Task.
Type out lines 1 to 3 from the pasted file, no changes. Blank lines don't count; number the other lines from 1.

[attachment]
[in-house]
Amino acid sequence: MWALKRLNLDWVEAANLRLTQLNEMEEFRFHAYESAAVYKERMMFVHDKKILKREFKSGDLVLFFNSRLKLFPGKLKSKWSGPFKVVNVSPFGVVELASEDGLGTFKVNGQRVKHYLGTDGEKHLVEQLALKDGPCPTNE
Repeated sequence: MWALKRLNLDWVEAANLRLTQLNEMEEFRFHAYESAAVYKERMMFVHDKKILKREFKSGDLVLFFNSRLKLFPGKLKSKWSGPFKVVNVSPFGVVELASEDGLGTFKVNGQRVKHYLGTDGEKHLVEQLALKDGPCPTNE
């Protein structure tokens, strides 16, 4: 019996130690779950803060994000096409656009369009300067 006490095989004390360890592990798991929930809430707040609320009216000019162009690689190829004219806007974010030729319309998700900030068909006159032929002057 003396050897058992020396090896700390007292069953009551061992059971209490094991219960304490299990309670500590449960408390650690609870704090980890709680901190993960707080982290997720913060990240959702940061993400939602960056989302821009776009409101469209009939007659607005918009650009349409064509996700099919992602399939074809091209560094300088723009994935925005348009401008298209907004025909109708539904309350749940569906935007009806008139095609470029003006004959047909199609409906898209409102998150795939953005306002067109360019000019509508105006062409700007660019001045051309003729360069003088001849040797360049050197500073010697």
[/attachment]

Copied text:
[in-house]
Amino acid sequence: MWALKRLNLDWVEAANLRLTQLNEMEEFRFHAYESAAVYKERMMFVHDKKILKREFKSGDLVLFFNSRLKLFPGKLKSKWSGPFKVVNVSPFGVVELASEDGLGTFKVNGQRVKHYLGTDGEKHLVEQLALKDGPCPTNE
Repeated sequence: MWALKRLNLDWVEAANLRLTQLNEMEEFRFHAYESAAVYKERMMFVHDKKILKREFKSGDLVLFFNSRLKLFPGKLKSKWSGPFKVVNVSPFGVVELASEDGLGTFKVNGQRVKHYLGTDGEKHLVEQLALKDGPCPTNE